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    Ken Surkaris's graph showing the correlation between A1c and blood insulin levels (using c-peptide). "Most Australians who die from a heart attack, are doing so with pre-diabetic A1c's (higher blood insulin)" - not a direct quote.






    image.jpg
     
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  13. FatEmperor

    FatEmperor Type 2 · Well-Known Member

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    Bang on point Lucy - hyperinsulinemia rules the chronic disease roost !
     
  14. NoCrbs4Me

    NoCrbs4Me I reversed my Type 2 · Well-Known Member

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    Don't call me Lucy!
     
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  15. FatEmperor

    FatEmperor Type 2 · Well-Known Member

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    ooops sorry - dunno where I thought I saw Lucy - thanks for getting Kraft's work out there !
     
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  16. LucySW

    LucySW Type 1 · Well-Known Member

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    I just found a discussion of this 1990 paper, which seems to be saying that radioimmunoassays of plasma insulin overstate insulin levels because they include proinsulin, which is a precursor to fully formed insulin but isn't biologically active, and which is also over-produced in relation to insulin by both T1Ds and T2Ds. That article is behind a paywall so one can't see if it discussed Kraft. One of the authors was John Yudkin, he of Pure, White and Deadly, so far ahead of his time. OTOH if it isn't discussing Kraft, it may be that it's discussing a different radioimmunoassay technology. One of Kraft's gripes was that procedures were not standardised and therefore were not comparable, so somewhat meaningless.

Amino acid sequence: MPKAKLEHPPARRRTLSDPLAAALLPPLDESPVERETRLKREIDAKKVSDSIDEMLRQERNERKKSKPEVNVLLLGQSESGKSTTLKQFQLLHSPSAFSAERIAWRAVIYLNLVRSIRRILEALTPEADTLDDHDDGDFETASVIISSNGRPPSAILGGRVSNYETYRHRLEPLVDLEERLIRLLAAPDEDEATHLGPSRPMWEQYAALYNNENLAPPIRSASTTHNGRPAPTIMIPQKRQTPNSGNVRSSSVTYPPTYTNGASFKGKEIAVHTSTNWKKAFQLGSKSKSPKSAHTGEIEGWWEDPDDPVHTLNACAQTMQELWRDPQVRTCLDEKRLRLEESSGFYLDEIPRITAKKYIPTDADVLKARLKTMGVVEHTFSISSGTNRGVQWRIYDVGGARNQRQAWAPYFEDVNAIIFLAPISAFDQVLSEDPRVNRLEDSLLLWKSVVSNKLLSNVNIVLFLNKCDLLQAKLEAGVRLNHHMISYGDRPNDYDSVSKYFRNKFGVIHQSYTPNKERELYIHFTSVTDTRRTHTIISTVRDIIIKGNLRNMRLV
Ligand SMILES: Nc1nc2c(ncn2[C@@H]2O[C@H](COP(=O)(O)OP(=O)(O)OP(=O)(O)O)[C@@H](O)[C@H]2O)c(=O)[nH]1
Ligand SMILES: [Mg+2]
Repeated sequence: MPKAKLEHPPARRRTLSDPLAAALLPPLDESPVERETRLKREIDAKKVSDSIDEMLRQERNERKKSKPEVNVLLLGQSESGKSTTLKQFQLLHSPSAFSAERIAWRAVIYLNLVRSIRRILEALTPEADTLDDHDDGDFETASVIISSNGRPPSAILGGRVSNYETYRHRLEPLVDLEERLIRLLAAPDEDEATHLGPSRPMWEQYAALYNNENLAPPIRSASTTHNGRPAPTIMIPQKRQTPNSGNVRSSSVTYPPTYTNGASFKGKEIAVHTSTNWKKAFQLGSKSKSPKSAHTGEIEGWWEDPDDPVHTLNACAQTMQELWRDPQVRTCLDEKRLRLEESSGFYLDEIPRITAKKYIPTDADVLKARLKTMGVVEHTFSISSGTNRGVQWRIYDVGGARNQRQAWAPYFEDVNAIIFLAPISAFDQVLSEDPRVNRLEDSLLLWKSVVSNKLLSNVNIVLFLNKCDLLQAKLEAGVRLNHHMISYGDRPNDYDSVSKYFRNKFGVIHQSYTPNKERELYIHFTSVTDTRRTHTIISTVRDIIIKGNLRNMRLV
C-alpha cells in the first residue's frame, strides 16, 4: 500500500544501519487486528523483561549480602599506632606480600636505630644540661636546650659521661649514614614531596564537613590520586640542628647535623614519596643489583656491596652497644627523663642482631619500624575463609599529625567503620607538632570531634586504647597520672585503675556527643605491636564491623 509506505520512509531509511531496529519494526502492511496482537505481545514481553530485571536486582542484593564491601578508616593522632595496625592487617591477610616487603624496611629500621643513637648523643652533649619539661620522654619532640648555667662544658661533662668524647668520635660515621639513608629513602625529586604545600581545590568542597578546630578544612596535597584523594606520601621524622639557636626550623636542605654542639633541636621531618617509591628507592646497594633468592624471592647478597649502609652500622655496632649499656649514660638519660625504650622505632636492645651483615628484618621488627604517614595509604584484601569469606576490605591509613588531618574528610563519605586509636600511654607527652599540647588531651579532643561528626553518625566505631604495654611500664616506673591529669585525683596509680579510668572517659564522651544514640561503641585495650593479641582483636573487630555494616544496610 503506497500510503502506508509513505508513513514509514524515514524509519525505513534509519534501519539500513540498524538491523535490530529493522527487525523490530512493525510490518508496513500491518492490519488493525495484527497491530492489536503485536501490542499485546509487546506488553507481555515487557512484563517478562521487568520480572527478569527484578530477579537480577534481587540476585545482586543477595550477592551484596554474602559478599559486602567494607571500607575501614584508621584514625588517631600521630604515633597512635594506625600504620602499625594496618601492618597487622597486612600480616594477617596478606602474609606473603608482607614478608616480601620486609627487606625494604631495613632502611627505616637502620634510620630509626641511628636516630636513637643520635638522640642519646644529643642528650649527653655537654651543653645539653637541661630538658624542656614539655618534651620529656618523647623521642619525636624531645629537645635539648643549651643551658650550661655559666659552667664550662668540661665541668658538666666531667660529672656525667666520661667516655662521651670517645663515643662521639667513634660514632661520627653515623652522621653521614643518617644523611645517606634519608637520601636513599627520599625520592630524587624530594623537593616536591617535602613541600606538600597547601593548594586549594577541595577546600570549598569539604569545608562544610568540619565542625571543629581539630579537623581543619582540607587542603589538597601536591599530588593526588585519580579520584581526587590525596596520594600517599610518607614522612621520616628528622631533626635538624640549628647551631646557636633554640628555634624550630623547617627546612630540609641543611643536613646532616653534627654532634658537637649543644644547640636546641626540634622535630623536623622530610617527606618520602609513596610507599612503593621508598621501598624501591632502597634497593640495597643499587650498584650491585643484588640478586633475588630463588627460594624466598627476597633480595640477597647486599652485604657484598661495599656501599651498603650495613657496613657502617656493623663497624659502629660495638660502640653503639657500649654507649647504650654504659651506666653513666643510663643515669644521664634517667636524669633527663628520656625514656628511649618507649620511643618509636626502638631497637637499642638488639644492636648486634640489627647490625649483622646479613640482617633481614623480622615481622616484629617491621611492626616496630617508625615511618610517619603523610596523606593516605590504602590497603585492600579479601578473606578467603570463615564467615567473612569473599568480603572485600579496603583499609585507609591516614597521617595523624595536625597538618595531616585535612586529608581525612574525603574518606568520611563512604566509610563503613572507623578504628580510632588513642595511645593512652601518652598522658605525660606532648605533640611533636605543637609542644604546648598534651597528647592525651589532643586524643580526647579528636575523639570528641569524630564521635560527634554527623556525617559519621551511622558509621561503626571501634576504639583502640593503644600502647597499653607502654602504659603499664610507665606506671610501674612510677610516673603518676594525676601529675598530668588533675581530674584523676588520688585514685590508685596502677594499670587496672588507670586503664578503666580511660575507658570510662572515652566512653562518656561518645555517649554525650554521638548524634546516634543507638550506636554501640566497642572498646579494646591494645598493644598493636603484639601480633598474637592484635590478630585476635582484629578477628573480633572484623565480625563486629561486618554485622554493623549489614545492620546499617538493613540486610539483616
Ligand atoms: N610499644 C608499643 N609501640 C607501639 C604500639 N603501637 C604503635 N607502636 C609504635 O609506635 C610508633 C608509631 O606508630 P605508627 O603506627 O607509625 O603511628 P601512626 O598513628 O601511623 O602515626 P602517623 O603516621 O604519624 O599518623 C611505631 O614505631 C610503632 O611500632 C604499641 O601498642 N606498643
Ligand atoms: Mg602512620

I don't pretend to make claims about what the detail of this means.

    Edit: From the title of this 2007 article,'''Insulin immunoassays: fast approaching 50 years of existence and still calling for standardization,' enough said.
     
    #56 LucySW, Sep 11, 2015 at 3:52 PM
    Last edited by a moderator: Sep 11, 2015
  17. FatEmperor

    FatEmperor Type 2 · Well-Known Member

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    thanks - this is generally a problem when assessing people with benign pancreatic tumors (insulinomas) as they pump out proinsulin and not all gets converted - it will not affect Kraft's conclusions, but I will get the full version to peruse regardless :)
     
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  18. RuthW

    RuthW Type 1 · Well-Known Member

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    Well, I am happy to see you can listen to Tim on why he might be wrong about "normal" now, so I'll leave that point.

    I'll also point out that your definition of "diabetes" leaves a bit to be desired biologically. In my case, and in the case of most Type 1s, it is part of an autoimmune disorder, which has several other elements, the insulin issue being only one of the symptoms of my autoimmune disorder. Certainly it is the part on which people tend to concentrate because it's the part likely to be fatal first. But it's not the only part.

    I tend to take a wider view of my health and my autoimmune disorder. It's not just all about insulin and blood sugar.